Sunday, June 27, 2010

Surrendering to Nostalgia

Thank God i am not a critic for if i was one i would've used words like 'Bland', 'Painfully slow'and at best given it the rating of 'Watchable' for this wonderful story which the director Aparna Sen pefers to call, "A love poem".





The Japanese Wife, the movie had many such moments that made me feel home.i loved the movie for the moments that have been carved meticulously in this story by Kunal Basu.And these moments now seen in a movie helps me to recollect the story and the characters with a sense of affection so rare to develop in the kitsch movies that are being churned out these days by the Indian film industry.i actually read the story once but saw the movie twice to get the vivid original moments and feel the pleasant atmosphere the movie provided.




One could go on to debate about this unusual love story which was unconsumated till the end but i could not get myself to doubt the eventuality of one.
Starting as pen friends these two introverts one from Sundarbans and the other from Japan land up as husband and wife.But this marriage is one unique one and defeats all out of the box marriages that we see these days happening ...under the sea or in caves.Because all these marriages for one thing sees both the partners available for each other and together physically.Whereas in this marriage, a unique bond is forged through letters.And just like a good husband Snehamoy performs his duties towards his ailing wife Miyage through letters.While she like any devoted wife reciprocates all this with the gifts which have nothing but a wife's sense of service and love to convey.i could sense that devotion in the socks that she knits for him or the shawl that she sends for Snehomoy's Mashi ( Maternal aunt) as Mashi explains amidst laughter that has a hint of pride for her Jaapani Bau (Daughter-in-law).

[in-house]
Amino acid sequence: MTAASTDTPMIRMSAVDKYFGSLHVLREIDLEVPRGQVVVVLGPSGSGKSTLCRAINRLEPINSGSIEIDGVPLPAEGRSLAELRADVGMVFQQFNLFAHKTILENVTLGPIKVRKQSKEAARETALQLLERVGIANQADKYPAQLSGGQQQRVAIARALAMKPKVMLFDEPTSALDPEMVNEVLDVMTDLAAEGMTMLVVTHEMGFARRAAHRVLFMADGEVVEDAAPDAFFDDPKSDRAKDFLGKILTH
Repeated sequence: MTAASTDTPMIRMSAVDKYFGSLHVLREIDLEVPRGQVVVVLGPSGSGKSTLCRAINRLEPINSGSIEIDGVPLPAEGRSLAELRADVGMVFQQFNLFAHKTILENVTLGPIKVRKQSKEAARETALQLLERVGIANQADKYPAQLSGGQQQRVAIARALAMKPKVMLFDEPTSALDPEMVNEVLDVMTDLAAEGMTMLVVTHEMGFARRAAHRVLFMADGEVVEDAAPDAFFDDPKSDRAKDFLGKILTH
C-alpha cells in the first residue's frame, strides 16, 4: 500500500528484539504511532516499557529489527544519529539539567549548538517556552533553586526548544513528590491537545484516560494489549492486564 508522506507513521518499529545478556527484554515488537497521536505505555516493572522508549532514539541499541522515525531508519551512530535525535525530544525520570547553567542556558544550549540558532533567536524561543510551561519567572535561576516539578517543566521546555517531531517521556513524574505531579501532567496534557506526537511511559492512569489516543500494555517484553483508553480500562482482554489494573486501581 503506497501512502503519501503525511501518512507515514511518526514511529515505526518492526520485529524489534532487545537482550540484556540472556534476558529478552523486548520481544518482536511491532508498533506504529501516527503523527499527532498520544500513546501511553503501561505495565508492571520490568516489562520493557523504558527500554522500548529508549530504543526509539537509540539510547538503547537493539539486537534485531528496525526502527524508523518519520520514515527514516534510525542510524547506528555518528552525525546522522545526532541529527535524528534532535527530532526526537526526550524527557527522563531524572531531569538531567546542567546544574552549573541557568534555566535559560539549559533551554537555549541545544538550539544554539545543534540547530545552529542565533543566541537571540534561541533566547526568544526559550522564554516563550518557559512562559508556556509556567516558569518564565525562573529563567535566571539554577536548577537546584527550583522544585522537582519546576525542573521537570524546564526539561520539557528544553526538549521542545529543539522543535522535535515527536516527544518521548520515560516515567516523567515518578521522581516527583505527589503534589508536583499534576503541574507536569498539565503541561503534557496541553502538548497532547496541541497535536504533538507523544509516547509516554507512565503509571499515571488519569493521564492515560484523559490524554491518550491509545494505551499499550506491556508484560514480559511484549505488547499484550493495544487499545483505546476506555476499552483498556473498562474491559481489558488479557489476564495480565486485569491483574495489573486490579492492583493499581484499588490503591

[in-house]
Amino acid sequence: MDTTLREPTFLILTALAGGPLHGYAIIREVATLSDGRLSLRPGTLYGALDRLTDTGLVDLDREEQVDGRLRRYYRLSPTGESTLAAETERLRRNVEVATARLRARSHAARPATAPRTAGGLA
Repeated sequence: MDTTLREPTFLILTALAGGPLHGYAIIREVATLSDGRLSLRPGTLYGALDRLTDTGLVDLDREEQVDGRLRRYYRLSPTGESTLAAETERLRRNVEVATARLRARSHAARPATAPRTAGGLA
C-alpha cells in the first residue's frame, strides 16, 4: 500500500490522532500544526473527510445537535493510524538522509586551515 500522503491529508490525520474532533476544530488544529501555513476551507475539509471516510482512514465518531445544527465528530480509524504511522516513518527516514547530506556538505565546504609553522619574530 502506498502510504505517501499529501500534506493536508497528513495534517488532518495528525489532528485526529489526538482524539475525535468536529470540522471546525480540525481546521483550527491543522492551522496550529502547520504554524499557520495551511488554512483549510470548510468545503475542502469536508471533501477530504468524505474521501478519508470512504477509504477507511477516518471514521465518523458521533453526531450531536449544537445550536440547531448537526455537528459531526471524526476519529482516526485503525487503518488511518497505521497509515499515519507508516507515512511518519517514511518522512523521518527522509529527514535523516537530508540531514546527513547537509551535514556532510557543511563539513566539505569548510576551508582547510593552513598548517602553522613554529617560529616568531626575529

Miyage in Japanese means gift as the narrative of the story tells me.

Nostalgia grips me as i see the village resound with cries of rustic kids as the film opens.The resounding cries of these sweet ,simple and barely clad kids are those of excitement and curiosity as the postman is on his way to deliver this huge box which has arrived from Japan for the Maths teacher Snehamoy.And as the movie progresses the lush visuals and overpowering landscapes of Sundarbans speak for themselves as these are characters in themselves.Snehamoy explains to his wife  Miyagi in his letters about him sitting for hours at the banks of the river Malta listening to the lapping of the waves.In his own words which is Bangla English, he says,"... as if my is mother is talking to me." These conversations and many others that he has, feels so natural to me and honest too and left me feeling very affectionate to both Miyagi and Snehamoy.




Moments in the movie take me down memory lane as i see :
~The cycling postman
~The earthily splendid local medicine man scratching his hairy breast pontificating proudly armed with his knowledge of English between sips of chai (Tea) and condescendingly translating the symptoms in English.
~The self deriding matriarch, the Mashi who chews pan and is so caring and so lovable not only to Snehamoy but also to the widow and her child Paltu whom she has given shelter to.
Maushami Chatterji has in fact startled me in this as Mashi by making it, i feel, one of her best performance.
~The wizened old homeopath.
~Those stolen glances between Sandhya the young widow and Snehamoy.( In the original story however she is simply referred to as the young widow)
~And later how Sandhya passes the maach (Fish curry) onto his paatta (leaf on which food is served) which silently declares her inward possession of Snehamoy.
~The sweet conversations between Paltu, Sandhya's kid when he gets tea and snacks for his Kaku ie Snehomoy which elucidates a bond developing between the two.
*And the most close to me the rousing sequence when the Japanese kites are flown high in the Bengal skies by Snehamoy.http://shivanidiwani64.blogspot.com/2010/03/his-name-was-lakhan.html